HuMAN-PaGe

Inferire la struttura antica di parentela umana e l'evoluzione microbica attraverso l´utilizzo della paleogenetica

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  • Project duration: November 2017 - November 2020
  • Project status: finished
  • Funding:
    Internal funding EURAC (Project)
  • Total project budget: 170.000,00 €

L'applicazione della paleogenetica può fornire nuove conoscenze sulla storia evolutiva umana e microbica. Nel corso del mio progetto di dottorato, mi propongo di utilizzare il DNA antico per dedurre le strutture di parentela umana e la genetica delle popolazioni, estendendo l'analisi alla ricostruzione del microbioma e dei patogeni associati all'uomo. Utilizzando tecniche di sequenziamento di nuova generazione (next generation sequencing) e di arricchimento (target-enrichment) così come analisi bioinformatiche tramite l´utilizzo di pipeline specifiche per l´analisi dei dati genetici del DNA antico, analizzerò il DNA umano e microbico da diversi resti umani antichi.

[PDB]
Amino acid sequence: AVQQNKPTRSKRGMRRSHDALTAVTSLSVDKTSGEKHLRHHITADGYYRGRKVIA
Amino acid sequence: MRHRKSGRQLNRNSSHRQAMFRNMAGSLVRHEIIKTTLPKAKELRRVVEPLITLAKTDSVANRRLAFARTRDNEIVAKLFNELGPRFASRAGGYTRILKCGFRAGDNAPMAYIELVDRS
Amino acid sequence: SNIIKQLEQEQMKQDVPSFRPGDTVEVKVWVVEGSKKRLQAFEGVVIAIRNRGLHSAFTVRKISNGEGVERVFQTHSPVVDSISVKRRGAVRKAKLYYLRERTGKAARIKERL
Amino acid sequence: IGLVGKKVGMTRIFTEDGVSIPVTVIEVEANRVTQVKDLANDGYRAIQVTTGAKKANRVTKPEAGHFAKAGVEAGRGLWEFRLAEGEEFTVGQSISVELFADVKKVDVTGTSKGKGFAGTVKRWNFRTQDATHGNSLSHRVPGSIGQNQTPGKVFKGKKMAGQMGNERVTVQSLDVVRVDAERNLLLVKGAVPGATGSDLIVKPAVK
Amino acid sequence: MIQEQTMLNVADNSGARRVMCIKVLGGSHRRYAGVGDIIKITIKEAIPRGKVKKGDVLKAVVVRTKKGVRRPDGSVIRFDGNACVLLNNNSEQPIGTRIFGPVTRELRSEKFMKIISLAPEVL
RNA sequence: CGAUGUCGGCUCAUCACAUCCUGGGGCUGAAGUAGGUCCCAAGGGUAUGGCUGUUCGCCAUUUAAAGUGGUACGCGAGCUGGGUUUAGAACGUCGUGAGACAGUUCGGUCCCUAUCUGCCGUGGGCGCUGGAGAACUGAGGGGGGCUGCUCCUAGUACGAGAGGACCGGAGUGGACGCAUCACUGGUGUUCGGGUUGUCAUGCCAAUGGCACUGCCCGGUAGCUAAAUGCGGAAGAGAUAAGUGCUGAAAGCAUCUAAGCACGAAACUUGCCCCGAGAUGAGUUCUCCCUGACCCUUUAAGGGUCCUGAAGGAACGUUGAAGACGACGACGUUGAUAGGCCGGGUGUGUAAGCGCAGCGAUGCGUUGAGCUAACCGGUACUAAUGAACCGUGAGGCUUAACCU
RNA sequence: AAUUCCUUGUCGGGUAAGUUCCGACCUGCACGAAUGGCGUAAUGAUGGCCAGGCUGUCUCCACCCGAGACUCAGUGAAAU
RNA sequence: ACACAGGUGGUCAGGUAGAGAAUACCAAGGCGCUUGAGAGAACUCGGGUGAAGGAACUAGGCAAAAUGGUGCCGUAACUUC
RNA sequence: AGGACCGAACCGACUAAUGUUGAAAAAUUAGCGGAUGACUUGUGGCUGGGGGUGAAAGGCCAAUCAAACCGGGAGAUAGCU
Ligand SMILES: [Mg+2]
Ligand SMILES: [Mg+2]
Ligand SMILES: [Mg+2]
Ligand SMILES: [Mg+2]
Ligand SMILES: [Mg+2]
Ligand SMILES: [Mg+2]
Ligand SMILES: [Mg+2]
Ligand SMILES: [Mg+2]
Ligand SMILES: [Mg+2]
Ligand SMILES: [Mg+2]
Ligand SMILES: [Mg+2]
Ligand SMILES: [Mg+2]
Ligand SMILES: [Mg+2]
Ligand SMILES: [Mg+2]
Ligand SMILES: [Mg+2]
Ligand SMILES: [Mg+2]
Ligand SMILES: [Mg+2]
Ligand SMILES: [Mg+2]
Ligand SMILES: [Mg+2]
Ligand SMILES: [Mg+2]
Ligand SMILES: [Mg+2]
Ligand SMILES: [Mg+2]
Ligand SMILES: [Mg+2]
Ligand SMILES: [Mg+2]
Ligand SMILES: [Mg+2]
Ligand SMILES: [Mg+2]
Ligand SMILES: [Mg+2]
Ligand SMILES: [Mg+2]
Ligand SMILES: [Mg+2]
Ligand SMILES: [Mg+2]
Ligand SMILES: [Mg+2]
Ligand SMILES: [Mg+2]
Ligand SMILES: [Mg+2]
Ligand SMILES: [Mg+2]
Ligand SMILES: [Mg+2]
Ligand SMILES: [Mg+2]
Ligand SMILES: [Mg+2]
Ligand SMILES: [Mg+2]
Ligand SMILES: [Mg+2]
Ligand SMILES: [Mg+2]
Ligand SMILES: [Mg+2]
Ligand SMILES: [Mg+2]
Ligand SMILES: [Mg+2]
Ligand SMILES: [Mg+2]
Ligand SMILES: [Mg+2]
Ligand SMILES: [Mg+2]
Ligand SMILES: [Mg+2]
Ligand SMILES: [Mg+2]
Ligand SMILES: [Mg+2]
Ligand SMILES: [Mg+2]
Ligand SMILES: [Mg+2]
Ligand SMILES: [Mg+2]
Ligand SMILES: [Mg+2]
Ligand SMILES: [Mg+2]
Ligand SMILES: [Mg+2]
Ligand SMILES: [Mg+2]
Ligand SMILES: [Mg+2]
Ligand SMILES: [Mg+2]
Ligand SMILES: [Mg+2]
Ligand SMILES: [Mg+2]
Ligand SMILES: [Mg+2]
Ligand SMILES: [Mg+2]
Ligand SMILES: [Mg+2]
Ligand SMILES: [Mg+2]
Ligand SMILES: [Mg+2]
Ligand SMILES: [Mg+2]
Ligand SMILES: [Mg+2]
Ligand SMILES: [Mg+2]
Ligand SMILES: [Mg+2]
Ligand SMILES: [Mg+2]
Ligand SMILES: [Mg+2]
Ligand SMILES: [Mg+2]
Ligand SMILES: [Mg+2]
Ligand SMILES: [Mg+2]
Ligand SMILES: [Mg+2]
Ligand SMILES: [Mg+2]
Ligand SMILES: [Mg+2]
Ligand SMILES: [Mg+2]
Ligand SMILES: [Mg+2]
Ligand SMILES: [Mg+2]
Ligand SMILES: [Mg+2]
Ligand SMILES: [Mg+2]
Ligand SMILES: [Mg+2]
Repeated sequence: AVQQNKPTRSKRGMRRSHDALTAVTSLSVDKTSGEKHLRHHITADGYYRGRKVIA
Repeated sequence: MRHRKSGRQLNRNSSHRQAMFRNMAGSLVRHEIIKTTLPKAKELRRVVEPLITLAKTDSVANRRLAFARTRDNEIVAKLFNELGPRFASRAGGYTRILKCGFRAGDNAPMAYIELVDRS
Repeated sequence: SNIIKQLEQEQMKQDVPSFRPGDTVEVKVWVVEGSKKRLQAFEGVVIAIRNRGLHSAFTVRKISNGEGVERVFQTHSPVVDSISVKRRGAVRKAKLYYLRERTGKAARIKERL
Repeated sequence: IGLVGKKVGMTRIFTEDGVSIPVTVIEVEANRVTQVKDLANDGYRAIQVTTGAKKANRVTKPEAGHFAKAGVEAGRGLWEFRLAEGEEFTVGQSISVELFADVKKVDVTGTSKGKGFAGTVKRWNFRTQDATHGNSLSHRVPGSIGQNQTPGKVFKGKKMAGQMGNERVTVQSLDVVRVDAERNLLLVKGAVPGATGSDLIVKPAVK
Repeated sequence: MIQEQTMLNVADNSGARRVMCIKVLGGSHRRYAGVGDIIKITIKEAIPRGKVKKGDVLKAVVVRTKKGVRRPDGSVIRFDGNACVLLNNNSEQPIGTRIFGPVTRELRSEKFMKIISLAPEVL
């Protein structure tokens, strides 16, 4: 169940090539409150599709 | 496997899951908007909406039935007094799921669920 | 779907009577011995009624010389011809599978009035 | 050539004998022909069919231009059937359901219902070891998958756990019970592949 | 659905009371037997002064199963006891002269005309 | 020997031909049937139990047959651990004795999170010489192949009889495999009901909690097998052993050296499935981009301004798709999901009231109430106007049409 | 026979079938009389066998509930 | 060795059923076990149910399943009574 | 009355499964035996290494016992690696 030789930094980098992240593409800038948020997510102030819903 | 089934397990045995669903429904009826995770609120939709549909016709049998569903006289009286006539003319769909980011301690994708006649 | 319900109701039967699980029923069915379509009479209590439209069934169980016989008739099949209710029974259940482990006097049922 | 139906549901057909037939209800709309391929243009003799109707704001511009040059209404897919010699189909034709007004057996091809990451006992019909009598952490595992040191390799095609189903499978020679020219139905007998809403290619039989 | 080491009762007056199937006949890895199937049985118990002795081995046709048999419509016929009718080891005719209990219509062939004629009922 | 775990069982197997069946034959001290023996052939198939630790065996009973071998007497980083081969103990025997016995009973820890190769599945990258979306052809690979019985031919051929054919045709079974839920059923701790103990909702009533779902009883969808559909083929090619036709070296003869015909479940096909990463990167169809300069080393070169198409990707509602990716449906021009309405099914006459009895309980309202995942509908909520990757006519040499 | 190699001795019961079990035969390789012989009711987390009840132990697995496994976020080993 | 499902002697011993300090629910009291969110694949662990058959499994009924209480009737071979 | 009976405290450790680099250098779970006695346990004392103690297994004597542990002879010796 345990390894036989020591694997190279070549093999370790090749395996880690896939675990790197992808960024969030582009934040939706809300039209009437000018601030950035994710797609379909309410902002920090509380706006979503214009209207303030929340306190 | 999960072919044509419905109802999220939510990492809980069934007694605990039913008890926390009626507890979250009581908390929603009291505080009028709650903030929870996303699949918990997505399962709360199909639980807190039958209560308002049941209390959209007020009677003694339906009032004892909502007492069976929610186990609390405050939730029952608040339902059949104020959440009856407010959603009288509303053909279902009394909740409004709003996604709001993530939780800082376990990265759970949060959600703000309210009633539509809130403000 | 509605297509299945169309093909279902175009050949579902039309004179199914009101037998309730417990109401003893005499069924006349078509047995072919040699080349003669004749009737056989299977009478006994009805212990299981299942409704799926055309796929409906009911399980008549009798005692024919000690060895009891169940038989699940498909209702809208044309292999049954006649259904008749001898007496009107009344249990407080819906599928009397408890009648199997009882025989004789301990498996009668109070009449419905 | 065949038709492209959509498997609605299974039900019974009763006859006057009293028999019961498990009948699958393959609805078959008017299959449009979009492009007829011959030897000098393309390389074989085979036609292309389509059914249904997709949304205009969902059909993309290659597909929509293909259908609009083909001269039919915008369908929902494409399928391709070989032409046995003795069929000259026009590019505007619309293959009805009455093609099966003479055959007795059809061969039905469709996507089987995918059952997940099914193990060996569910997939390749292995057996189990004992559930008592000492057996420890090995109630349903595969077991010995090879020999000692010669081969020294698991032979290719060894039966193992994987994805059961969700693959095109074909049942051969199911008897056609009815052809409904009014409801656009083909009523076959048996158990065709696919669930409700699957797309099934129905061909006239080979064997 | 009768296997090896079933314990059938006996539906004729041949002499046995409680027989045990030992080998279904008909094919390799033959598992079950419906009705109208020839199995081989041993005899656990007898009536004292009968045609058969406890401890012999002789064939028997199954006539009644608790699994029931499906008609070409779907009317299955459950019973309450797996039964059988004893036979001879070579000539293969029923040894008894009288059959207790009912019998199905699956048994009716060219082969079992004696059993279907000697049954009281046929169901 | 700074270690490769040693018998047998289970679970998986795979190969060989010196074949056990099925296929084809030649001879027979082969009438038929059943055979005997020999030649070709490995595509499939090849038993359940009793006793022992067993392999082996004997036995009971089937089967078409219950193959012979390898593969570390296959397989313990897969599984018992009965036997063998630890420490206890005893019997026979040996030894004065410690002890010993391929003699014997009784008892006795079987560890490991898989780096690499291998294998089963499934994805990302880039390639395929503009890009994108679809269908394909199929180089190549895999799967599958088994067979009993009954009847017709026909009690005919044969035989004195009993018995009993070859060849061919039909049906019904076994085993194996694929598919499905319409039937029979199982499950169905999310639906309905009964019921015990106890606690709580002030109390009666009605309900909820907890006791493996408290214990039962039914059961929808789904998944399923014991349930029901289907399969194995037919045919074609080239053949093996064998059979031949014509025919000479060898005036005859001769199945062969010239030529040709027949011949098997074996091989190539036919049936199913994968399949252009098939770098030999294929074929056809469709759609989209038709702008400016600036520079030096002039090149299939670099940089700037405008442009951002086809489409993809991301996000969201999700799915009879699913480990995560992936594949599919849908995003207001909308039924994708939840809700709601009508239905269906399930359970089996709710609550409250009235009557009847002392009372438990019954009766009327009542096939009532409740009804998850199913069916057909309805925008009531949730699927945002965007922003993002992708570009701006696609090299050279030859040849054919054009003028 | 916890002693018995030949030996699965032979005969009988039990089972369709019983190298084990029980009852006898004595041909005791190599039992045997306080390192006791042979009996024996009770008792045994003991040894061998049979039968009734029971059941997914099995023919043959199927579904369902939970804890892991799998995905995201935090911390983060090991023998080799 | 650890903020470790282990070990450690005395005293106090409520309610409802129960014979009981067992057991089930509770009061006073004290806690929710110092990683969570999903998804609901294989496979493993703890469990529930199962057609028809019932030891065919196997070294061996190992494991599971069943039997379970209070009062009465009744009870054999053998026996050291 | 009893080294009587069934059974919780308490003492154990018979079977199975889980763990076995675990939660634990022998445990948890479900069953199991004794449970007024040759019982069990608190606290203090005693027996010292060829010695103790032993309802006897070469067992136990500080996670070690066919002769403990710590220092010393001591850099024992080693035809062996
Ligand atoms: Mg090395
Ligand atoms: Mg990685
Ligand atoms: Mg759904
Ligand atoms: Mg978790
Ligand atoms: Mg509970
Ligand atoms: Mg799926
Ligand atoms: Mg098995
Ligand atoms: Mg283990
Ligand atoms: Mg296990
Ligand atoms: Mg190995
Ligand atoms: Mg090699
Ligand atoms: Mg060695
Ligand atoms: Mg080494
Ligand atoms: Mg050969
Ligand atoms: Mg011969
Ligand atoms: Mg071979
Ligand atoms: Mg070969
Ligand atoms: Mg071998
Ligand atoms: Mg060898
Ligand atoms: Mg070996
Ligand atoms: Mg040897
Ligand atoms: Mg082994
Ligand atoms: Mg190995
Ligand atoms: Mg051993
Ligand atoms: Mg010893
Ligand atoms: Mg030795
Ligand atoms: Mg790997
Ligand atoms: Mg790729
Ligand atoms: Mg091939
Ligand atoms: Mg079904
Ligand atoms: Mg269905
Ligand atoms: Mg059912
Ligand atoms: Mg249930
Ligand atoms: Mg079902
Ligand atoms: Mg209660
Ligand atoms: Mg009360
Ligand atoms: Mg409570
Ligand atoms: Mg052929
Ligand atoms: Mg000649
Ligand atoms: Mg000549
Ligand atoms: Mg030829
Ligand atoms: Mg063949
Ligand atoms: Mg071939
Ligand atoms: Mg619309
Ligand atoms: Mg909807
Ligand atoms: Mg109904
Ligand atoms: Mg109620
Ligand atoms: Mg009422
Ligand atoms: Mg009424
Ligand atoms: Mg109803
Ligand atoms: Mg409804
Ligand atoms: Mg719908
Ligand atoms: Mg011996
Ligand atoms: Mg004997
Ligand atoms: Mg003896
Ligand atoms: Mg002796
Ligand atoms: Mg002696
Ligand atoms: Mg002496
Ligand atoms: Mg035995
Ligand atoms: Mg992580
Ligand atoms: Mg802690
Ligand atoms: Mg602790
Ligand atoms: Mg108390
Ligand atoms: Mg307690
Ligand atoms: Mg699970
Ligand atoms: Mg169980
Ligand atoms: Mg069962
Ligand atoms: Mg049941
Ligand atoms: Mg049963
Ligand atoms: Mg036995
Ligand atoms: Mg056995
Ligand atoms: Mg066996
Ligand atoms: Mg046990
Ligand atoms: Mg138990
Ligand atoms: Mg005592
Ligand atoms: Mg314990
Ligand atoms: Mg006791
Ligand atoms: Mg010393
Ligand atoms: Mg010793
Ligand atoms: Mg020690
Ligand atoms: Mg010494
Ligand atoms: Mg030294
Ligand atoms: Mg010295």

Questo progetto si compone di tre parti. In primo luogo, circa 30 individui provenienti da una fossa comune di 7000 anni fa a Talheim, in Germania, saranno analizzati per ricostruire possibili relazioni di parentela, nonché le loro affinità genetiche e la genetica delle popolazioni. In secondo luogo, verranno effettuate analisi metagenomiche da antichi calcoli dentali di individui vissuti in Trentino-Alto Adige nel XVII secolo. Insieme ai nostri collaboratori di Trento, i dati microbici antichi saranno confrontati con quelli ottenuti da calcoli dentali di individui moderni provenienti dalla stessa area grografica. Questo permetterà di chiarire l'evoluzione dei microbiomi orali umani. Con i dati antropologici disponibili, sarà anche possibile confrontare la flora orale antica patogena e non patogena. In terzo luogo, saranno studiati agenti patogeni specifici, come il batterio Yersina pestis (l'agente che causa la peste) e il Mycobacterium tuberculosis, provenienti da antichi resti umani distribuiti in Italia settentrionale e in Europa, al fine di ricostruire la storia epidemiologica ed evolutiva di questi agenti.